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A plague on all their houses

 

 

JUNE 7TH 1665 was an unnaturally hot London day, the hottest that Samuel Pepys had experienced in his 32 years. Sapped by the “mighty heat”, this naval bureaucrat got home late and spent the next few hours pacing in his garden at Seething Lane. He had a lot on his mind. There had been no word of the English fleet that was fighting against the Dutch, and he was worried that his young wife Elizabeth had not yet returned from Gravesend (she had been delayed by an oncoming thunderstorm). But the deeper cause of his unease was something he had seen earlier in the day: two or three houses in Drury Lane with red crosses and “Lord have mercy upon us” painted on their door. Here was confirmation that the plague from Amsterdam, known to have reached England’s shores in early spring, had arrived in the capital. Suddenly aware of his body odour, Pepys stepped out to buy a roll of tobacco “to smell to and chaw”, hoping its medicinal properties would preserve him in the days ahead.

This summer marks 350 years since the Great Plague of London that left nearly 70,000 people in the city dead. At a time when the world is emerging from the lethal shadow of the Ebola outbreak, Pepys’s diary, with its rich detailing of an earlier plague, seems unnervingly fresh. From the moment he saw the red crosses on that boiling June day, through September when the death rate peaked at 7,000 a week, and until January 1666 when it began to wane, Pepys chronicled the plague’s progress through narrow alleys and grand mansions. He tells of the pest-houses and pest-coaches, and how the Lord Mayor forbade citizens from going out after dark so that the sick could “go abroad for ayre” and funeral corteges pass through without infecting the healthy. Wild stories swept the city of the ill maliciously breathing out of their windows to spread the contagion and of young gallants defying the mayor and attending plague burials for a lark. Soon, there were so many dead, they had to be buried by day. “Forty last night, the bell always going,” wrote Pepys in July.

One day he saw a group of Searchers emerging from the house of his drinking buddy Captain Cocke. Old women who examined corpses to ascertain the cause of death, Searchers carried long white sticks to keep the healthy at arm’s length. To Pepys’s relief it turned out that Cocke’s servant had not died of the plague. Another time, when his coachman was suddenly overcome with faintness and an attack of blindness, Pepys hastily took another coach, but “with a sad heart for the poor man”. Though largely unflappable, Pepys was profoundly disturbed by the sight of a body lying in the open at Greenwich. The disease, he wrote, had made people “cruel, as doggs”.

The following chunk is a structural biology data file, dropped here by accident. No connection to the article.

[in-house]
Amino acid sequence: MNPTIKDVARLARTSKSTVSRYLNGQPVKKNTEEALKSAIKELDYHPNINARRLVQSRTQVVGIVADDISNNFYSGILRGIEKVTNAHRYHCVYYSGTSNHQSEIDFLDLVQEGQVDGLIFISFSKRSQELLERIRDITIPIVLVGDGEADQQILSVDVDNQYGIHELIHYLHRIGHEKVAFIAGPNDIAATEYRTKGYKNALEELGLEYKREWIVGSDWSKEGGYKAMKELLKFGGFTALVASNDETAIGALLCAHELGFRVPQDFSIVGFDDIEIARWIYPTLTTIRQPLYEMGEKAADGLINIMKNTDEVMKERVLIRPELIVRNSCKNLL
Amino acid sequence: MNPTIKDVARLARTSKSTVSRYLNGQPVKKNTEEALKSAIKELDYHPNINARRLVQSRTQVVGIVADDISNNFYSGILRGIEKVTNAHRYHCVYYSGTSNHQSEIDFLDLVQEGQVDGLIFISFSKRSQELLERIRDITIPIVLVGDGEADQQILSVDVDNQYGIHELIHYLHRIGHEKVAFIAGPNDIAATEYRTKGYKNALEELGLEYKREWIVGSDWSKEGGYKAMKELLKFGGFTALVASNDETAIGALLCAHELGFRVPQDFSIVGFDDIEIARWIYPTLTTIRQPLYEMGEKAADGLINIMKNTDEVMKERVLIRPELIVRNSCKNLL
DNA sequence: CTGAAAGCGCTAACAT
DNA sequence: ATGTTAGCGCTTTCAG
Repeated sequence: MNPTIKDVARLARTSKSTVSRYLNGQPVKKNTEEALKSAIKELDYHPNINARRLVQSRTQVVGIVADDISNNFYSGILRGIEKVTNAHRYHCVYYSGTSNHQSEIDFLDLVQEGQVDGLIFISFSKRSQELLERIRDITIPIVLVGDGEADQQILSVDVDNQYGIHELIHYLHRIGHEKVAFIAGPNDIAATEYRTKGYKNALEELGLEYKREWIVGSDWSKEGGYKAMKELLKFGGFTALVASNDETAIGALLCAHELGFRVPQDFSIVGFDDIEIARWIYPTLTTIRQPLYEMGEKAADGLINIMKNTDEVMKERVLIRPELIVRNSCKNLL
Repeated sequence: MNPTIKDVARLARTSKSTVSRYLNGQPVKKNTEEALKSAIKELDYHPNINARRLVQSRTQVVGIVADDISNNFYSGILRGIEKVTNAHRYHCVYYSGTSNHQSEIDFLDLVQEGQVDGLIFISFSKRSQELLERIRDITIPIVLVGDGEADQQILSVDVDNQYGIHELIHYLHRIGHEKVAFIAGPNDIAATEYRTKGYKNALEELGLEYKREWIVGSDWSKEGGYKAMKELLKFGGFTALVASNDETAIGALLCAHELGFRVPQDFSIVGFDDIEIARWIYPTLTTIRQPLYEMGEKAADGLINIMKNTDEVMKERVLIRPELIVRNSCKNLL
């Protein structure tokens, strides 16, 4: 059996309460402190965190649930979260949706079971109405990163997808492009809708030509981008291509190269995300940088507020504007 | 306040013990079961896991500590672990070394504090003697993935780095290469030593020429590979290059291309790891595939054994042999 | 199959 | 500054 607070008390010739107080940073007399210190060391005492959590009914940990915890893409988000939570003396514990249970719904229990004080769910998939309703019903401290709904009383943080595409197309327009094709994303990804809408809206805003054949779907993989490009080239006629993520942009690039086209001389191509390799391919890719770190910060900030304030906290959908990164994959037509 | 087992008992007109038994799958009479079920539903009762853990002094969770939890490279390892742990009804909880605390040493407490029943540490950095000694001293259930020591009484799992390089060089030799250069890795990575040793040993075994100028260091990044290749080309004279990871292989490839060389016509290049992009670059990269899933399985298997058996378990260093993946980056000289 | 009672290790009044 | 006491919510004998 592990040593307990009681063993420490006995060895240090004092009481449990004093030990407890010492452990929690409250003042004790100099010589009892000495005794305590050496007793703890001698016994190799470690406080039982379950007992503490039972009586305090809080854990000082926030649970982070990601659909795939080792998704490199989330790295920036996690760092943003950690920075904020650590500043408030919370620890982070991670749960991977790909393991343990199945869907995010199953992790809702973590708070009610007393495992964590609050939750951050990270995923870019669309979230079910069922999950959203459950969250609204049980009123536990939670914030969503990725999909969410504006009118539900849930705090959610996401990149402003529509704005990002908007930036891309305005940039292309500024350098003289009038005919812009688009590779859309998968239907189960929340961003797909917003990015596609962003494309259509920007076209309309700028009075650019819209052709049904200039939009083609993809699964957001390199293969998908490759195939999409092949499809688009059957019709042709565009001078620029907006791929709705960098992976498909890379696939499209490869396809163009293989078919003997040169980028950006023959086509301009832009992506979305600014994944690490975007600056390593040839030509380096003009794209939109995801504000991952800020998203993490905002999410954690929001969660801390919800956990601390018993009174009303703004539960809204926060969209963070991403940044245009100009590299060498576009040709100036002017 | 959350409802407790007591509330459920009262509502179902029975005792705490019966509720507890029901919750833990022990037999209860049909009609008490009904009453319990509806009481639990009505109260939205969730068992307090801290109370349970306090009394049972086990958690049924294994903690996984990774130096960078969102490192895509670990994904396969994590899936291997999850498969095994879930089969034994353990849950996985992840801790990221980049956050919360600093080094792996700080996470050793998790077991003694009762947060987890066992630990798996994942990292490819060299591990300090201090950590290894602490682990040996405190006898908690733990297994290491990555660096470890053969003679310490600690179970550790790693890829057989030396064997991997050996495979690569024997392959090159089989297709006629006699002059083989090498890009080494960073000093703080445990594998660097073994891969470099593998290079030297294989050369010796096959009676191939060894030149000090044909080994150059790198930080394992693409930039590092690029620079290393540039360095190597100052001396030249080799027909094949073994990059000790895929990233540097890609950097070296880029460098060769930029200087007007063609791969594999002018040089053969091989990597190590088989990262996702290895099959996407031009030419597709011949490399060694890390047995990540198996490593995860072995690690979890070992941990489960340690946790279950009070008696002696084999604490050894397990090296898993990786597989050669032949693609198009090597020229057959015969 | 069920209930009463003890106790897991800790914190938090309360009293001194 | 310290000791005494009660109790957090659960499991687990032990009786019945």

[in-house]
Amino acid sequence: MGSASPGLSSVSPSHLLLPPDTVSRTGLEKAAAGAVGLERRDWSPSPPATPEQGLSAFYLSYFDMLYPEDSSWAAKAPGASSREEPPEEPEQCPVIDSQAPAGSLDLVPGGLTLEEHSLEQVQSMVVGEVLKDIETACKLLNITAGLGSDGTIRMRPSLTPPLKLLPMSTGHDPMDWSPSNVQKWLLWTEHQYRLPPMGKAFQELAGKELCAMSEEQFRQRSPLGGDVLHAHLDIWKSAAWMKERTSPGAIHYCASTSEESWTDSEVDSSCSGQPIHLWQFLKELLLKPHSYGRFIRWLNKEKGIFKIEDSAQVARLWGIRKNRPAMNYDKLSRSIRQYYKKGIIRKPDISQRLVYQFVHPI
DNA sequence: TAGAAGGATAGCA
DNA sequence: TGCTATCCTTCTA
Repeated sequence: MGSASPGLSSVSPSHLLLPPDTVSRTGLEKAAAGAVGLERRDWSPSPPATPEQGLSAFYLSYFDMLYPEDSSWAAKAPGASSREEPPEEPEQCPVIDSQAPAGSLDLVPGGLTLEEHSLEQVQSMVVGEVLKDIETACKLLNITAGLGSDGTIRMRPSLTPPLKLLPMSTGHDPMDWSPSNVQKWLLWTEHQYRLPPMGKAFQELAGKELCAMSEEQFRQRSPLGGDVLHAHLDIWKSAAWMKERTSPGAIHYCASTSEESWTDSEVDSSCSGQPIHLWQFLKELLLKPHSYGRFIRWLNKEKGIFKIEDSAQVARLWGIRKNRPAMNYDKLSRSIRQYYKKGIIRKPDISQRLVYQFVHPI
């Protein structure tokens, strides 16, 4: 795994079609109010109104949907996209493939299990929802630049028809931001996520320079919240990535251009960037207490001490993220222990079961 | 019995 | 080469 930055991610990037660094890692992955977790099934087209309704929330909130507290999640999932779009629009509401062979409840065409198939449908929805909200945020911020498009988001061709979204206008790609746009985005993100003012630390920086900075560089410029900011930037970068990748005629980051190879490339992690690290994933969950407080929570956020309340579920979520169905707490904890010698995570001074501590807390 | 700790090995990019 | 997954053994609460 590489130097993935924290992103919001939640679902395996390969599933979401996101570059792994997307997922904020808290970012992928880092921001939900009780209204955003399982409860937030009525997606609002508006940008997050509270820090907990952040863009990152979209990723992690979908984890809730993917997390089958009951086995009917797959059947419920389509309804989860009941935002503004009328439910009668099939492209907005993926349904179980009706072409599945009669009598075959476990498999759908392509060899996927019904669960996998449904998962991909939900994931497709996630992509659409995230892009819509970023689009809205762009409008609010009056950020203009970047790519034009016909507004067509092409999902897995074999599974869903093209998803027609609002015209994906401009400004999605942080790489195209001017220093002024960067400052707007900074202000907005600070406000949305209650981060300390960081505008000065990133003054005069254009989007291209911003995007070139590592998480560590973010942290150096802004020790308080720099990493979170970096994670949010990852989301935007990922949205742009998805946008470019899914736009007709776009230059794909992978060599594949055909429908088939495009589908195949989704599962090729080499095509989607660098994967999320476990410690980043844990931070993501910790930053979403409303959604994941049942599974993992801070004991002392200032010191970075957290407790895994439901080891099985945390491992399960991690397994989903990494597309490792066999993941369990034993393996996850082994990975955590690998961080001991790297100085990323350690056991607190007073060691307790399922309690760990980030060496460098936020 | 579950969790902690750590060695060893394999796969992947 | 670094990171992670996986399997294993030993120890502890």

London wore a ghostly, shut-up look. Thousands, including the newly restored King Charles II and his court, had fled to the suburbs and other towns; the economy was in ruins. “What a sad time it is to see no boats upon the River; and grass grows all up and down White Hall court, and nobody but poor wretches in the streets!” Those who died included Pepys’s physician, his schoolfellow, his aunt, and the entire family of “poor Will, that use to sell us ale at Westminster Hall-door”. Although he moved his wife to Woolwich, and himself and his clerks to Greenwich, the diarist continued to visit the city.

He also continued to live. Surrounded though he was by corpses that “stunk mightily”, Pepys retained his delight in drawing “a musique scale”, smiling over a “nest of puppies”, one of which had been promised to his wife, searching for an unshuttered tavern, and reading a new play, the playhouses being closed. He made a new will, but found himself wondering if he would ever get a chance to wear his new periwig—surely wigs would soon be unfashionable, for who would buy hair that might have come from a plague corpse? He faithfully observed the monthly day of fasting declared by the king during the pestilence, but made up on the other days, once consuming two barrels of oysters, despite knowing they came from disease-ravaged Colchester. With Elizabeth safely away, the libidinous Pepys merrily courted his “Valentine”, Mrs Bagwell, wife of a ship’s master-carpenter. After one pleasurable late-night encounter, he learned that her servant had died of plague in that very house and that Mrs Bagwell had only just emerged from the compulsory 40-day quarantine. Fearful their love nest had not been adequately disinfected with whitewash, he distracted himself with a pint of sack, which he shared with the waterman who rowed him home.

In January 1666, the Pepyses returned to Seething Lane. They celebrated by re-upholstering their bedchamber with counterfeit damask. The end of the plague brought a new affliction: visiting relatives, notably “a silly, forward, ugly” aunt quivering with sensational plague stories. Pepys fled to his office. Through the epidemic, oysters and flirtations, he never once abandoned his work as Clerk of the Acts of the Navy. For this he was highly commended and promoted to Surveyor–General of the Victualling Office. By the end of the plague year, he had trebled his income and burnished his reputation. A just reward for a resourceful optimist and incomparable diarist who began almost every daily entry with the cheerful word, “Up.”

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